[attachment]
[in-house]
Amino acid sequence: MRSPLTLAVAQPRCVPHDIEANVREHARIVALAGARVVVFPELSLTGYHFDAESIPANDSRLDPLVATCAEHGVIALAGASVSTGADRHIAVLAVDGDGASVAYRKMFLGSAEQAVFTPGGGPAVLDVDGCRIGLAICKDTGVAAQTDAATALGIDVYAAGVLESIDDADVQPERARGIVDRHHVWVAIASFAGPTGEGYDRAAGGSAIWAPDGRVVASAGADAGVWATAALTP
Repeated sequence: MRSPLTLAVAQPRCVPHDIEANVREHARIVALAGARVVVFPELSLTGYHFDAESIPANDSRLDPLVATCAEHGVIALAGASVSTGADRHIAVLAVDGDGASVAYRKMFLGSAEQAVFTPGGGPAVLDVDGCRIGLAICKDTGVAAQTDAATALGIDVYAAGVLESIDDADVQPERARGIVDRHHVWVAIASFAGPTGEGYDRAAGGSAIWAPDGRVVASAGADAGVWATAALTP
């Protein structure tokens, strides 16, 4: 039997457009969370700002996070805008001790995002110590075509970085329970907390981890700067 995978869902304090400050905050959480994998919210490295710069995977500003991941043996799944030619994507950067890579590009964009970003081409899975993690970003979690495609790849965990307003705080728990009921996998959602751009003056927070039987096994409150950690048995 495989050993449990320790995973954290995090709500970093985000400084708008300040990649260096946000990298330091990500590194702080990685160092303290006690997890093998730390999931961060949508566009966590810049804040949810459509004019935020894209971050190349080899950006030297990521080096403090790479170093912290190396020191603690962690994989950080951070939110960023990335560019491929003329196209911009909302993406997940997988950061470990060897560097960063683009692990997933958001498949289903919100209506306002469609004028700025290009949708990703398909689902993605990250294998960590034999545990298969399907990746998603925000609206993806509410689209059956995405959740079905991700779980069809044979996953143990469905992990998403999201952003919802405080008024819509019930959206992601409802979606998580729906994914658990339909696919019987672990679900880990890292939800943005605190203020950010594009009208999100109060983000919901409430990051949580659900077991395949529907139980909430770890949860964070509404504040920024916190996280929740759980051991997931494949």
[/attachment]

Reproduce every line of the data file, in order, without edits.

[in-house]
Amino acid sequence: MRSPLTLAVAQPRCVPHDIEANVREHARIVALAGARVVVFPELSLTGYHFDAESIPANDSRLDPLVATCAEHGVIALAGASVSTGADRHIAVLAVDGDGASVAYRKMFLGSAEQAVFTPGGGPAVLDVDGCRIGLAICKDTGVAAQTDAATALGIDVYAAGVLESIDDADVQPERARGIVDRHHVWVAIASFAGPTGEGYDRAAGGSAIWAPDGRVVASAGADAGVWATAALTP
Repeated sequence: MRSPLTLAVAQPRCVPHDIEANVREHARIVALAGARVVVFPELSLTGYHFDAESIPANDSRLDPLVATCAEHGVIALAGASVSTGADRHIAVLAVDGDGASVAYRKMFLGSAEQAVFTPGGGPAVLDVDGCRIGLAICKDTGVAAQTDAATALGIDVYAAGVLESIDDADVQPERARGIVDRHHVWVAIASFAGPTGEGYDRAAGGSAIWAPDGRVVASAGADAGVWATAALTP
């Protein structure tokens, strides 16, 4: 039997457009969370700002996070805008001790995002110590075509970085329970907390981890700067 995978869902304090400050905050959480994998919210490295710069995977500003991941043996799944030619994507950067890579590009964009970003081409899975993690970003979690495609790849965990307003705080728990009921996998959602751009003056927070039987096994409150950690048995 495989050993449990320790995973954290995090709500970093985000400084708008300040990649260096946000990298330091990500590194702080990685160092303290006690997890093998730390999931961060949508566009966590810049804040949810459509004019935020894209971050190349080899950006030297990521080096403090790479170093912290190396020191603690962690994989950080951070939110960023990335560019491929003329196209911009909302993406997940997988950061470990060897560097960063683009692990997933958001498949289903919100209506306002469609004028700025290009949708990703398909689902993605990250294998960590034999545990298969399907990746998603925000609206993806509410689209059956995405959740079905991700779980069809044979996953143990469905992990998403999201952003919802405080008024819509019930959206992601409802979606998580729906994914658990339909696919019987672990679900880990890292939800943005605190203020950010594009009208999100109060983000919901409430990051949580659900077991395949529907139980909430770890949860964070509404504040920024916190996280929740759980051991997931494949």